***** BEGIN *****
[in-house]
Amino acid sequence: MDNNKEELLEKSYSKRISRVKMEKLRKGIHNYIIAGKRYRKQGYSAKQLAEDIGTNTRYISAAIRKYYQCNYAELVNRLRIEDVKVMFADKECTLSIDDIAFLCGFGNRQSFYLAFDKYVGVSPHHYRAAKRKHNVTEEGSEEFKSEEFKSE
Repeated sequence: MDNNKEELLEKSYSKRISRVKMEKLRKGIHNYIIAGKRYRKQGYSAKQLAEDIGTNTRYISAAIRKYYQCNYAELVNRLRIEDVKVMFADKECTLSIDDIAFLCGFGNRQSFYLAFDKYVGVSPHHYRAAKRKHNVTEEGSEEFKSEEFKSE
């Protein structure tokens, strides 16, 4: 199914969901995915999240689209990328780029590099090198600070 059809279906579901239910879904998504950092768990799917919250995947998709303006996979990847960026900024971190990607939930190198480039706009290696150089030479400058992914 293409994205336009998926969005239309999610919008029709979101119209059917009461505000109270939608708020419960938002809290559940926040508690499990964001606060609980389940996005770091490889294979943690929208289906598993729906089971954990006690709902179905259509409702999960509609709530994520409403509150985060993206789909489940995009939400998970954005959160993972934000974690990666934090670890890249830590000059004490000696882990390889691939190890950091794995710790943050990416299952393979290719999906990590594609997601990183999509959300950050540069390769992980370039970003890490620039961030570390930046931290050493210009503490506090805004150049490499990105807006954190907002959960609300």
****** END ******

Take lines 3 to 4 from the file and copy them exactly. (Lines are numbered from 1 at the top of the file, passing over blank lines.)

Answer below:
Repeated sequence: MDNNKEELLEKSYSKRISRVKMEKLRKGIHNYIIAGKRYRKQGYSAKQLAEDIGTNTRYISAAIRKYYQCNYAELVNRLRIEDVKVMFADKECTLSIDDIAFLCGFGNRQSFYLAFDKYVGVSPHHYRAAKRKHNVTEEGSEEFKSEEFKSE
């Protein structure tokens, strides 16, 4: 199914969901995915999240689209990328780029590099090198600070 059809279906579901239910879904998504950092768990799917919250995947998709303006996979990847960026900024971190990607939930190198480039706009290696150089030479400058992914 293409994205336009998926969005239309999610919008029709979101119209059917009461505000109270939608708020419960938002809290559940926040508690499990964001606060609980389940996005770091490889294979943690929208289906598993729906089971954990006690709902179905259509409702999960509609709530994520409403509150985060993206789909489940995009939400998970954005959160993972934000974690990666934090670890890249830590000059004490000696882990390889691939190890950091794995710790943050990416299952393979290719999906990590594609997601990183999509959300950050540069390769992980370039970003890490620039961030570390930046931290050493210009503490506090805004150049490499990105807006954190907002959960609300």